Rollerball (2002 film)
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Theatrical release poster
|Directed by||John McTiernan|
|Produced by||John McTiernan
Beau St. Clair
|Screenplay by||Larry Ferguson
|Based on||short story "Roller Ball Murder"
by William Harrison
1975 screenplay Rollerball
by William Harrison
LL Cool J
|Music by||Éric Serra|
|Edited by||Robert K. Lambert
|Distributed by||Metro-Goldwyn-Mayer (USA)
Columbia Pictures (International)
Rollerball is a 2002 remake of the 1975 science-fiction film of the same name. It stars Chris Klein, Jean Reno, LL Cool J, Rebecca Romijn, and Naveen Andrews. It was directed by John McTiernan and has a much greater focus on action, with more muted social and political overtones than the original. Unlike the previous film, it takes place in the present rather than in a future dystopian society.
|This section requires expansion. (March 2015)|
Marcus Ridley (LL Cool J) invites NHL hopeful Jonathan Cross (Chris Klein) to join him playing for the Zhambel Horsemen in Kazakhstan. The highly paid Marcus and Jonathan are teamed with low-paid locals, who are often severely injured in the game, which is an extraordinarily violent extension of roller derby involving motorcycles, a metal ball, and many trappings similar to the professional wrestling phenomenon of World Wrestling Entertainment (WWE).
In the beginning, Jonathan, the team's star player and the poster child of promoter Alexi Petrovich (Jean Reno), is enamored by the high-octane sport, the popularity, sports cars and with his female teammate Aurora (Rebecca Romijn). But Jonathan and Ridley eventually discover that the cynical Alexi and his opportunistic assistant, Sanjay (Naveen Andrews), have a vested interest in keeping the game as popular as possible, through planned gory "accidents" and ensuring that Jonathan and Ridley cannot quit the team and remain high-profile stars.
After an accident almost causes Aurora to be killed, Jonathan and Ridley decide that they need to flee the country to save their lives. The two are followed by Alexi and several body guards, who attack the two before they can reach the border, resulting in Ridley's death.
Following the escape attempt, Alexi tries to stage a public execution of Jonathan by removing all the rules from the upcoming Rollerball match. However, Jonathan, with the help of his teammates, start a revolution, causing the fans to see the sport for what it really is, and ultimately to kill Alexi.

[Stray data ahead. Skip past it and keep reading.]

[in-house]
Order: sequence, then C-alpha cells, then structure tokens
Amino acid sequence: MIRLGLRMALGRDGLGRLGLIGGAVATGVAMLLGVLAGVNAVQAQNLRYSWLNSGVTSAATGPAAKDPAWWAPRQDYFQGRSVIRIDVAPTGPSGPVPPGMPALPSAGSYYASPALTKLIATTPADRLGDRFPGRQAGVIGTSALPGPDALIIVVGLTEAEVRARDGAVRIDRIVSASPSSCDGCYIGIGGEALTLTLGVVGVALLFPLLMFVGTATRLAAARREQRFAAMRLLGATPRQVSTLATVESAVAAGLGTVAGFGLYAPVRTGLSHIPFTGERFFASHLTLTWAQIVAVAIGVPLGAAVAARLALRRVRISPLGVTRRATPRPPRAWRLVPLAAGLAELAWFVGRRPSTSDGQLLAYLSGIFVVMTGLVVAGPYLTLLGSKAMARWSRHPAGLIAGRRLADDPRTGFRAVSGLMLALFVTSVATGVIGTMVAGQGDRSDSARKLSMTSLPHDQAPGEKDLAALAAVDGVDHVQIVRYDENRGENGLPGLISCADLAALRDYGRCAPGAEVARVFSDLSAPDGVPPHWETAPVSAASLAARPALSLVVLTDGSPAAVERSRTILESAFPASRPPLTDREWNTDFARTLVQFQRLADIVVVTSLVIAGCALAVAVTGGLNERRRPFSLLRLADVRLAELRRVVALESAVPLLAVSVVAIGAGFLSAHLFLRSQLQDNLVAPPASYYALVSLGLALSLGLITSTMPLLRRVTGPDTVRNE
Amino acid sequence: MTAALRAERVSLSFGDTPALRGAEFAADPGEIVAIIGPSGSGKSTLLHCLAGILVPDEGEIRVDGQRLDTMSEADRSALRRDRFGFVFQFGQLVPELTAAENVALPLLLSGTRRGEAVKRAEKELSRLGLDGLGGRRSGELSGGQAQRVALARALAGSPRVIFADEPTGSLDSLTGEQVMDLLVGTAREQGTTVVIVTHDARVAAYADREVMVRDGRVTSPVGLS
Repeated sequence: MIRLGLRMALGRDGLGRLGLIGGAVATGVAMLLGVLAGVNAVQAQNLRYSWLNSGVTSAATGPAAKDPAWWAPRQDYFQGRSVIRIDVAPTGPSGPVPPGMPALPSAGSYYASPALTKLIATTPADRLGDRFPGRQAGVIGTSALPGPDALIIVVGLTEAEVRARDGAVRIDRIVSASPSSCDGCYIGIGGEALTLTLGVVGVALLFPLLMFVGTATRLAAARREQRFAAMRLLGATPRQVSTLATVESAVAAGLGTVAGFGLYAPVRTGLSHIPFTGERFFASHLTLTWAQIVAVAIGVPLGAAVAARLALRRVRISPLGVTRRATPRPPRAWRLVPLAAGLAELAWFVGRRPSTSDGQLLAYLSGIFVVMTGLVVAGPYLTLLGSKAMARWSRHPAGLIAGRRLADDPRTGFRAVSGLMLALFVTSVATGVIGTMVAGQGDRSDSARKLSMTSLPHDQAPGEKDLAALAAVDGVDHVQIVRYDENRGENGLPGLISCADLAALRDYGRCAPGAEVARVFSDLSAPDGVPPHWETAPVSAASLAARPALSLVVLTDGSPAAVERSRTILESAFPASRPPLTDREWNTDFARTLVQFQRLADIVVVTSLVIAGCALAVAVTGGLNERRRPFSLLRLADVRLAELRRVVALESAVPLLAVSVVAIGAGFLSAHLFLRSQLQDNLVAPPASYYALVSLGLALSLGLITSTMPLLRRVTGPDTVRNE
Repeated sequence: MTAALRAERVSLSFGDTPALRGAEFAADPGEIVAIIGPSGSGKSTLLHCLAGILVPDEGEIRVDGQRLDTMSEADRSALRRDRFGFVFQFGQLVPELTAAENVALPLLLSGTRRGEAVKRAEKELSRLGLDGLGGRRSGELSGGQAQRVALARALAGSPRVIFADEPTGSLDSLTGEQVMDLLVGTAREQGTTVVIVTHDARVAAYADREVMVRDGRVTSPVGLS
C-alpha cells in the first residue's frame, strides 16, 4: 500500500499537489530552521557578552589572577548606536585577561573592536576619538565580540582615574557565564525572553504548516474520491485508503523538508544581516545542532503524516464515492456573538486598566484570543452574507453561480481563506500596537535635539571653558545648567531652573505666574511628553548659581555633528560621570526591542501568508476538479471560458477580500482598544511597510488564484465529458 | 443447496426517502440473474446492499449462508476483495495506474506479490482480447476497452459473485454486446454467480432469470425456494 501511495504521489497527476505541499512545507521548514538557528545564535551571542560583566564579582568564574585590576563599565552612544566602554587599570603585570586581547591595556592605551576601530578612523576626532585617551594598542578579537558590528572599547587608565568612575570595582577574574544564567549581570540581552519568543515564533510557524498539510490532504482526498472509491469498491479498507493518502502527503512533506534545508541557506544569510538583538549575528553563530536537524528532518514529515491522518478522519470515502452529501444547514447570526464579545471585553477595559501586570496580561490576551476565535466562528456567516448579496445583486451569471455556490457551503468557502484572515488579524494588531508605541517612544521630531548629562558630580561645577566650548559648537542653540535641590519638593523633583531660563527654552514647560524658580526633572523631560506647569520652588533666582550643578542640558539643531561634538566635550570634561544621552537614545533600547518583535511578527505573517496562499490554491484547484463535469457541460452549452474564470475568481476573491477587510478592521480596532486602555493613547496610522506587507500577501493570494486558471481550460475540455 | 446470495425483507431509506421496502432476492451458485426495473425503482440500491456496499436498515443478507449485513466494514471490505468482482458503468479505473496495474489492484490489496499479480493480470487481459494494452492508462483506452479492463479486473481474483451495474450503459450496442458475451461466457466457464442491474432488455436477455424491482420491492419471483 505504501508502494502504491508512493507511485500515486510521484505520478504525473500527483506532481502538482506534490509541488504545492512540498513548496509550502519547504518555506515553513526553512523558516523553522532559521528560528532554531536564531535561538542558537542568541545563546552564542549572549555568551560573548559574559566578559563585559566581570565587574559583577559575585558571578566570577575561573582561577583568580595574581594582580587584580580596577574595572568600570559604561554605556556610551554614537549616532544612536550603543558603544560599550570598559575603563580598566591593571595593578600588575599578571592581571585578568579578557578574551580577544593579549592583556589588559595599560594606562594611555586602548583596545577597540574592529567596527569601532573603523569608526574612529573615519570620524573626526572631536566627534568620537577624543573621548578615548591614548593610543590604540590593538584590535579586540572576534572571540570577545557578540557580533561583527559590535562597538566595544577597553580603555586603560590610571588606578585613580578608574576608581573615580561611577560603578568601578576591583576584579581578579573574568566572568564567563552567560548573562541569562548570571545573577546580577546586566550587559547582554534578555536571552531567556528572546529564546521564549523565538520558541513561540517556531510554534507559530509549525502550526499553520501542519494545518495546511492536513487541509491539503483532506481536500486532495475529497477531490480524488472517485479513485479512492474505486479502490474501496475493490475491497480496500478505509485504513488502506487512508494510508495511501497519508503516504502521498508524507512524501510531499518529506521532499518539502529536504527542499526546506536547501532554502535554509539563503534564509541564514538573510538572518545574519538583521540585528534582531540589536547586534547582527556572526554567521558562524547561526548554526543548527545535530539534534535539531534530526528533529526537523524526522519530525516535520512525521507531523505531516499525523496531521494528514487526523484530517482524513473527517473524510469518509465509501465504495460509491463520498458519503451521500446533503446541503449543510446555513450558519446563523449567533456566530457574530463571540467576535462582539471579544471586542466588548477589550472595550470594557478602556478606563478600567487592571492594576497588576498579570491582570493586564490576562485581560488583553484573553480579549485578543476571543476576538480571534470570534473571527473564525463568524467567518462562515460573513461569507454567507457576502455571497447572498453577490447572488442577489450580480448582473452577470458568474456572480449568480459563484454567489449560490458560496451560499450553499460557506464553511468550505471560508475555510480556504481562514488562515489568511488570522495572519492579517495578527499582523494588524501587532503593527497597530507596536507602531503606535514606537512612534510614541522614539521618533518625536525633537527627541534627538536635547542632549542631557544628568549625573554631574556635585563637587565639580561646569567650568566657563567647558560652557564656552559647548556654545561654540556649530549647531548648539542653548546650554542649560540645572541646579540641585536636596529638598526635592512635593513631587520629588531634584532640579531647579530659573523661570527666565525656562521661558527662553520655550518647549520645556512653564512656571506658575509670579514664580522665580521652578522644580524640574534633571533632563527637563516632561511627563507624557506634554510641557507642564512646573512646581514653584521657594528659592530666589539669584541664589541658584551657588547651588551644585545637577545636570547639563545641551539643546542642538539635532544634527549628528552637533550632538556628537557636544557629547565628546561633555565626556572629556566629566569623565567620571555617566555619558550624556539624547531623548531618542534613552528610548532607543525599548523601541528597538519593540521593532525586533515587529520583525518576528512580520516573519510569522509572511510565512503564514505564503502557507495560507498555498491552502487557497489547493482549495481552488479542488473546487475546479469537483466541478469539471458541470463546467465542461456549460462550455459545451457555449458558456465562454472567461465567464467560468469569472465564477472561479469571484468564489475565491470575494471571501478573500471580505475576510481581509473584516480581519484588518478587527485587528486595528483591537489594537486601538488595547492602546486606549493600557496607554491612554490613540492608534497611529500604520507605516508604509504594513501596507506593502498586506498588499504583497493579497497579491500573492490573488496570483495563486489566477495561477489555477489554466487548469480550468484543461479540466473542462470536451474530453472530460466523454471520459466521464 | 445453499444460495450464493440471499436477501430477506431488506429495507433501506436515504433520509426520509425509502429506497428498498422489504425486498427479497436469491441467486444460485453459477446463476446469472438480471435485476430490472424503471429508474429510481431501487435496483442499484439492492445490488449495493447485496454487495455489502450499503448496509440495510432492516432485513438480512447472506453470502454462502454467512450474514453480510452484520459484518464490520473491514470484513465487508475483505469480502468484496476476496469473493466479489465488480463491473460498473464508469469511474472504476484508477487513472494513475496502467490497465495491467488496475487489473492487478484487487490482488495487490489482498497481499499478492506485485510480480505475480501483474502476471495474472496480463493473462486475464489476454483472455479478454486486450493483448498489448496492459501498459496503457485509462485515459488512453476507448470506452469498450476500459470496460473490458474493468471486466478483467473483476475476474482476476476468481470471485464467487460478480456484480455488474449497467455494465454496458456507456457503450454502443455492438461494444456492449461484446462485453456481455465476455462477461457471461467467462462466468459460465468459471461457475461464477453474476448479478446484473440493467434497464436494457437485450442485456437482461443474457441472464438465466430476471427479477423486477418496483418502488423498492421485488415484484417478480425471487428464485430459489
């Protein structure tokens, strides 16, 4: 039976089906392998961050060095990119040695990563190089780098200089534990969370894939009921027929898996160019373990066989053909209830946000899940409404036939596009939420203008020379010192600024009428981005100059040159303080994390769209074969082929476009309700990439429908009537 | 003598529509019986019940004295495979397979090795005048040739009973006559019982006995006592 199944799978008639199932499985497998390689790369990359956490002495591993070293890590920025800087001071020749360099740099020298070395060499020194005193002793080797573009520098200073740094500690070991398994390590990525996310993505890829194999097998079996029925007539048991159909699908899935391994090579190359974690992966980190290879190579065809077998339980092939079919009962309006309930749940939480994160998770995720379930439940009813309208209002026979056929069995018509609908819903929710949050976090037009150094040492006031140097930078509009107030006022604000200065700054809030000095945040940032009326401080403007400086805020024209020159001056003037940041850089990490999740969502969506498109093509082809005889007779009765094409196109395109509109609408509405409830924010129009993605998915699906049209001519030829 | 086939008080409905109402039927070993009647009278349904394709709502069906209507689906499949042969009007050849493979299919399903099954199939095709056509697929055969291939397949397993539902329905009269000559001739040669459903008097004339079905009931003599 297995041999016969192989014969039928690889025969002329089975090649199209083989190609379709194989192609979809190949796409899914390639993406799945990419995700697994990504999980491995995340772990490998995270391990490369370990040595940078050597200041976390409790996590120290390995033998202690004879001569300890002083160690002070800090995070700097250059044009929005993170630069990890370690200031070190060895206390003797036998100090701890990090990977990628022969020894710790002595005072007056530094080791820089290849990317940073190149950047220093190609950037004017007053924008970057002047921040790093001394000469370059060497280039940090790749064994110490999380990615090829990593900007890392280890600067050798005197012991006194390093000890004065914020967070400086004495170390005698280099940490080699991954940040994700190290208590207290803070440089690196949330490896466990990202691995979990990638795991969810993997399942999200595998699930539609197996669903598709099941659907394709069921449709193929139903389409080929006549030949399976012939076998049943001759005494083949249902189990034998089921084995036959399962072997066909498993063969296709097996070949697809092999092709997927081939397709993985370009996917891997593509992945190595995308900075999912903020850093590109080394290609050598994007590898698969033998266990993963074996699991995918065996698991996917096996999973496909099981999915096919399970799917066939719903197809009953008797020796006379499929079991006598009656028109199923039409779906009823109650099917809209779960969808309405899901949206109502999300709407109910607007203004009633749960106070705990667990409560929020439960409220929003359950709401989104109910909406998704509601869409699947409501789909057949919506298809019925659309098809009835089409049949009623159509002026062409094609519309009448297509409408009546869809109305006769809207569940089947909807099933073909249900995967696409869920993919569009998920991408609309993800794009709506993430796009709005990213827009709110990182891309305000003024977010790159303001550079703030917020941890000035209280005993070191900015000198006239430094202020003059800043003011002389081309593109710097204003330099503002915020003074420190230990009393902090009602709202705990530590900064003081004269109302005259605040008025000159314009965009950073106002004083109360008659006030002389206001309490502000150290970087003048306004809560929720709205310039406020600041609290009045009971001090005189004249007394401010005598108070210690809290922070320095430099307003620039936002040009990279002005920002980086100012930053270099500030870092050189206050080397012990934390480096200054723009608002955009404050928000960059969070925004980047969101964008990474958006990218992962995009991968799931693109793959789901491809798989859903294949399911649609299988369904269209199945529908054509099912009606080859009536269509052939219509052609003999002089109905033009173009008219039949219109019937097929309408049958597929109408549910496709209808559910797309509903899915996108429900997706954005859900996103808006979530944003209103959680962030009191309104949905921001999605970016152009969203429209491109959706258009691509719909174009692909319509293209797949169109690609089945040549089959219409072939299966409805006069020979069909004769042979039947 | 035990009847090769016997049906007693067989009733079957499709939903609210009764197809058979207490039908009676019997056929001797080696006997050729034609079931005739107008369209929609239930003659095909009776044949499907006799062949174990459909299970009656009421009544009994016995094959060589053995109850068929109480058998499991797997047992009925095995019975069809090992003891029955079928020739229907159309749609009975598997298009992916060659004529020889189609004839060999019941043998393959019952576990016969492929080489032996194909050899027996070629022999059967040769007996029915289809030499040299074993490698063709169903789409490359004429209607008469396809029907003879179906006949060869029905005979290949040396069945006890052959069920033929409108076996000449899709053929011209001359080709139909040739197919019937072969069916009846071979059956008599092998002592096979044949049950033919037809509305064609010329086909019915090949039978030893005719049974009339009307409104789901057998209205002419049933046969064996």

- Chris Klein as Jonathan Cross
- Jean Reno as Alexi Petrovich
- LL Cool J as Marcus Ridley
- Rebecca Romijn as Aurora "the Black Widow"
- Naveen Andrews as Sanjay
- Mike Dopud as Michael "the Assassin"
- Kata Dobó as Katya Dobolakova
- Lucia Rijker as Lucia Ryjker
- Oleg Taktarov as Oleg Denekin
- Paul Heyman as Sports Announcer
- Janet Wright as Coach Olga
The score was released, but the soundtrack was not.
- "Boom" – P.O.D.
- "Told You So" – Drowning Pool
- "Ride" – Beautiful Creatures
- "Millionaire" – Rappagariya
- "I Am Hated" – Slipknot
- "Body Go" – Hardknox
- "Feel So Numb" – Rob Zombie
- "Keep Away" – Godsmack
- "Insane in the Brain" – Sen Dog
- "Flashpoint" – Fear Factory
- "When I Come Around" – Green Day
- "Crawling in the Dark" – Hoobastank
- "Time to Play" – Pillar
- "Never Gonna Stop (The Red Red Kroovy)" – Rob Zombie
Rollerball was heavily panned by critics. Time Out's Trevor Johnson described it as "a checklist shaped by a 15-year-old mallrat: thrashing metal track, skateboards, motorbikes, cracked heads and Rebecca Romijn with her top off", and Chicago Sun-Times reviewer Roger Ebert called it "an incoherent mess, a jumble of footage in search of plot, meaning, rhythm and sense". The film's lead, Chris Klein, was also a subject of criticism and ridicule, being referred to as a bland hero.
Rotten Tomatoes ranked the film 28th in the 100 worst reviewed films of the 2000s, with a rating of 3%.
The film was a box-office flop, earning a worldwide total of $26 million compared to a production budget of $70 million. In 2014, the Los Angeles Times listed the film as one of the most expensive box office flops of all time. Romijn was nominated for a Razzie Award as Worst Supporting Actress.
The creator of Rollerball, science fiction author William Harrison said: "I've never watched the 2002 incarnation of Rollerball, and have no interest in it."
- Rollerball at the Internet Movie Database
- Rollerball at AllMovie
- Rollerball at Rotten Tomatoes
- Rollerball at Box Office Mojo